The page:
Clickable Business Models eBusiness Education Acronyms Cross References
B2B Content Standards EC Technology Standards Glossary Implementation Guidelines
Implementation Options General Recommendations References Methodology/Legends
 Home | Copyright Notice and Legal Disclaimers | Navigation Help | Tour! | Downloads | Contact Us | Site Index | Search
Implementation Options | Technical Basics | Internet Commerce Model  | Architecture |
Implementation (Technology) Options

Implementation Option 1 ("Traditional" EDI) - How It Works:  Run Time, Outbound
 
Special Notes:    

 
Data Extraction from Application
Transmit to Gateway
Identify File
   Map and Validate or Pass-thru
   Envelope for Transmission
Execute VAN Communications Script
Log Transmission Data
Van Data Transfer
Monitor for Receipt Acknowledgment
Back to Implementation Option 1 Index
 

 

  1. Data is extracted from your application data base, using application integration software, typically into an interface file, usually a proprietary, flat-file format.  Some applications extract data into one or more standard formats.  The file must contain some identifier that the gateway will use to know how to process the file.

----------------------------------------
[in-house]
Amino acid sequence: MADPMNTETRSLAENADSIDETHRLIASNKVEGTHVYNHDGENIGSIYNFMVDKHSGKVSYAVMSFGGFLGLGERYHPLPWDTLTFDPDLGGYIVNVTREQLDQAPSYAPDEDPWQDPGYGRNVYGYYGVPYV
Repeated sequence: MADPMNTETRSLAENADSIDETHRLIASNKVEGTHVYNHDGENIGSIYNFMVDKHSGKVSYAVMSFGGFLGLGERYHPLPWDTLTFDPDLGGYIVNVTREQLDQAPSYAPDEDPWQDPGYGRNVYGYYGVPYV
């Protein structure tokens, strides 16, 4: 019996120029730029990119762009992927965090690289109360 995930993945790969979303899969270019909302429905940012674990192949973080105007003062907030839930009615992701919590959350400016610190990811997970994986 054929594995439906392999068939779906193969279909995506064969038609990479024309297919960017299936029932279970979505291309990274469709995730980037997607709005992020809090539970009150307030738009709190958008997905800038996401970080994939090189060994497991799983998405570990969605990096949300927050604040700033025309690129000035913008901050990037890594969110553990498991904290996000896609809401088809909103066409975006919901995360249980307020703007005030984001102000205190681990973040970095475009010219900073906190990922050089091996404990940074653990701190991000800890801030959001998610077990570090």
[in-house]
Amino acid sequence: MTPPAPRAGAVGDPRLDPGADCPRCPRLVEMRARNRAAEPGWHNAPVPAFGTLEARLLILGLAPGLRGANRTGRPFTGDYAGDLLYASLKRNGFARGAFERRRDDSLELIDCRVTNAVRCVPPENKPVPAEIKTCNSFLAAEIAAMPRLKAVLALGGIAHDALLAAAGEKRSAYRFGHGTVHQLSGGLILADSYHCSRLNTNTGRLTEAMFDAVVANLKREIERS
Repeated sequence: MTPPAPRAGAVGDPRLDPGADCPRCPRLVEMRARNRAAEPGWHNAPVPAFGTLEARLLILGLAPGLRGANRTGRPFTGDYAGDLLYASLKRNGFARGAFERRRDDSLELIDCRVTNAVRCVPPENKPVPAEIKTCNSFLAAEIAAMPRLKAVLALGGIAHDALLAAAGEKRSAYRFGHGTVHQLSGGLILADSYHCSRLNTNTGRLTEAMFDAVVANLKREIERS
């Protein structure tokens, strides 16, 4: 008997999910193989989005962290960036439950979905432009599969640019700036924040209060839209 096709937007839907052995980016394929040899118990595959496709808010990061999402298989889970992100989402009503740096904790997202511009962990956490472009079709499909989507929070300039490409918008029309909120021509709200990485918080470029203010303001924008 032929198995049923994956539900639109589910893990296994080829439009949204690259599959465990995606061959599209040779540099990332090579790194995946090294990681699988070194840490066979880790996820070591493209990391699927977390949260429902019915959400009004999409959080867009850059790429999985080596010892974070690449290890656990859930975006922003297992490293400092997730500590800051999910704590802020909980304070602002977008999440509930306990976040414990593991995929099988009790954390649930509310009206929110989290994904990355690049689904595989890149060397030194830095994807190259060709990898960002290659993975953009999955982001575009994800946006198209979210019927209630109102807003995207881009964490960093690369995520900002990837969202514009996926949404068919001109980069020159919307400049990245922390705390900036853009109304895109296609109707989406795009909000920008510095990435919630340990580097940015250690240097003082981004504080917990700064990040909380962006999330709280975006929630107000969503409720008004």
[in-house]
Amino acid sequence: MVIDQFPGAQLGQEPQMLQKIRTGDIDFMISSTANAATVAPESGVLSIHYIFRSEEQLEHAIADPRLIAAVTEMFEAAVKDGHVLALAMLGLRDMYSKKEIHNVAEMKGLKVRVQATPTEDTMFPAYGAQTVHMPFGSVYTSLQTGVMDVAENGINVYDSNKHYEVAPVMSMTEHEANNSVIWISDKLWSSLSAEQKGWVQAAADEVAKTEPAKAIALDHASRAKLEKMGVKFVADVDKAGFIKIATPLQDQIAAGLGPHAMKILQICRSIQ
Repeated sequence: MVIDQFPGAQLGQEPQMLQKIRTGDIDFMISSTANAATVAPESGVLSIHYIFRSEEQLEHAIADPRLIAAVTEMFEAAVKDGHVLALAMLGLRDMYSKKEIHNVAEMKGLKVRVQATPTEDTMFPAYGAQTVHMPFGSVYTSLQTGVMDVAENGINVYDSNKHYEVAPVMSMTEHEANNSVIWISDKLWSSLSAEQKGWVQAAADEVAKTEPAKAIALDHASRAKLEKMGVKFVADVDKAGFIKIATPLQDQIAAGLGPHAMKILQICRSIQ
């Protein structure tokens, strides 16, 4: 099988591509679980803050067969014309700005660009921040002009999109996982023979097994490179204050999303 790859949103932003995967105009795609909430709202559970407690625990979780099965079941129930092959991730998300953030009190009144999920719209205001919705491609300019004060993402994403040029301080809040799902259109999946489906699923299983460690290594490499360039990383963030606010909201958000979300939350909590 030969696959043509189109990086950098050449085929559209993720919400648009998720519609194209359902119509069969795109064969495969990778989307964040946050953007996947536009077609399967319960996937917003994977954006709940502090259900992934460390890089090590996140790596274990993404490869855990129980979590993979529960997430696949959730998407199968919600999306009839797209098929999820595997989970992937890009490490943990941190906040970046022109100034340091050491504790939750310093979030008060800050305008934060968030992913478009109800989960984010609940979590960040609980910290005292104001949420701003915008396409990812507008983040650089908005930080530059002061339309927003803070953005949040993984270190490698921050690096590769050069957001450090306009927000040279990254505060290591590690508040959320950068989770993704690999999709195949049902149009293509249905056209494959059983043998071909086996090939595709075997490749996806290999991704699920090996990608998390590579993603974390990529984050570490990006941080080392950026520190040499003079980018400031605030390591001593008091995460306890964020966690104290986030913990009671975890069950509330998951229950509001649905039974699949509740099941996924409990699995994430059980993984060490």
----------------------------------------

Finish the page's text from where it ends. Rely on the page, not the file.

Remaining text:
1. If the application and the gateway are on different machines, an internal communications network is used to transmit the application data file to the gateway.
  1. The gateway uses the identifier in the application file to retrieve information about what to do with the application file.
  • Whether the file should be pass-thru or mapped into another format.  The most typical case is that the interface file is translated into the X12 or EDIFACT standard.
  • How the file should be enveloped, including how to identify the sender, the receiver, the data content standard and version, the type of message contained in the file, and assigning control numbers.  In traditional EDI via a VAN, the X12.5 protocol specifies how to envelope an X12 transaction, and ISO9735 specifies how to envelope an EDIFACT message.
  • How the file should be transmitted and what network should be used.
  1. The VAN communications script executes the communications connection script and deposits data into your VAN mailbox.
    1. The connection is a secure connection to the VAN's private network and the VAN verifies your identity and entitlement to services, and ensures that all security requirements are met for privacy, authentication, data integrity and non-repudiation.
  1. The gateway logs information about the transaction, including date and time sent.  If a receipt acknowledgment (X12 997 or EDIFACT CONTRL message) is expected from the recipient, the gateway sets a status flag so indicating, time the transmission was sent, and a time when a receipt acknowledgment is expected, based on a parameter set during implementation that indicates that a receipt acknowledgment is expected within n hours of the time of transmission.